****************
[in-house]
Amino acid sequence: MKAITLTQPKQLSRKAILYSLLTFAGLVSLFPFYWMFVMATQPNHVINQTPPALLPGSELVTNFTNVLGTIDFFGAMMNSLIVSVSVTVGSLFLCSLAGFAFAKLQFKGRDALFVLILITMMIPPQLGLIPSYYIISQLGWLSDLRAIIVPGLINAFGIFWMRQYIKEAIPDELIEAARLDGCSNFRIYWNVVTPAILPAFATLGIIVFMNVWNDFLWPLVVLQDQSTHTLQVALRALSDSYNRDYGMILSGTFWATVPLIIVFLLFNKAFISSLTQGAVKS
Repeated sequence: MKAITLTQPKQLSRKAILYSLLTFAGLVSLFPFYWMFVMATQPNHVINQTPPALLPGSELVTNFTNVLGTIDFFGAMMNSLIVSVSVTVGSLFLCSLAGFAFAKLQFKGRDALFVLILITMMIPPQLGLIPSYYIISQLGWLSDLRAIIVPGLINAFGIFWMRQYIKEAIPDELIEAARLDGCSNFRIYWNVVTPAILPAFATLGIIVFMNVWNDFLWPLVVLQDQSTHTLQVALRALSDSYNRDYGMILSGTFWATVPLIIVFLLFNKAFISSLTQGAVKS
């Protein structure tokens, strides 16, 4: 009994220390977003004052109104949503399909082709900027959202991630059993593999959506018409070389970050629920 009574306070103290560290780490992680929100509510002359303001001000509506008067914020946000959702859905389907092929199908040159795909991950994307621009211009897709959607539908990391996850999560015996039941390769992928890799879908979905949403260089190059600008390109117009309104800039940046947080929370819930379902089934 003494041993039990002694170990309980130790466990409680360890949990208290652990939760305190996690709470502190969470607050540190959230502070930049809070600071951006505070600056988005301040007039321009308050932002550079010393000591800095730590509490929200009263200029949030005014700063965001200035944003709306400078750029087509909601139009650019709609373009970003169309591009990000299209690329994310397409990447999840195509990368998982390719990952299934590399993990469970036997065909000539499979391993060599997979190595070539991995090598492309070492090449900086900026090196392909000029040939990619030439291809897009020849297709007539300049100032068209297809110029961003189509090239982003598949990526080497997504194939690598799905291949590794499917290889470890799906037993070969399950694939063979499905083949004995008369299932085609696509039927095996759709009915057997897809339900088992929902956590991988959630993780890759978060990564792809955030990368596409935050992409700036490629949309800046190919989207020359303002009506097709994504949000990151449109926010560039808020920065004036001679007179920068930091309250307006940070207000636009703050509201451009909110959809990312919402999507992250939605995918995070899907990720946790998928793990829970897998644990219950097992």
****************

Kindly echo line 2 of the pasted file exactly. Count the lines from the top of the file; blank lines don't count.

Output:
Amino acid sequence: MKAITLTQPKQLSRKAILYSLLTFAGLVSLFPFYWMFVMATQPNHVINQTPPALLPGSELVTNFTNVLGTIDFFGAMMNSLIVSVSVTVGSLFLCSLAGFAFAKLQFKGRDALFVLILITMMIPPQLGLIPSYYIISQLGWLSDLRAIIVPGLINAFGIFWMRQYIKEAIPDELIEAARLDGCSNFRIYWNVVTPAILPAFATLGIIVFMNVWNDFLWPLVVLQDQSTHTLQVALRALSDSYNRDYGMILSGTFWATVPLIIVFLLFNKAFISSLTQGAVKS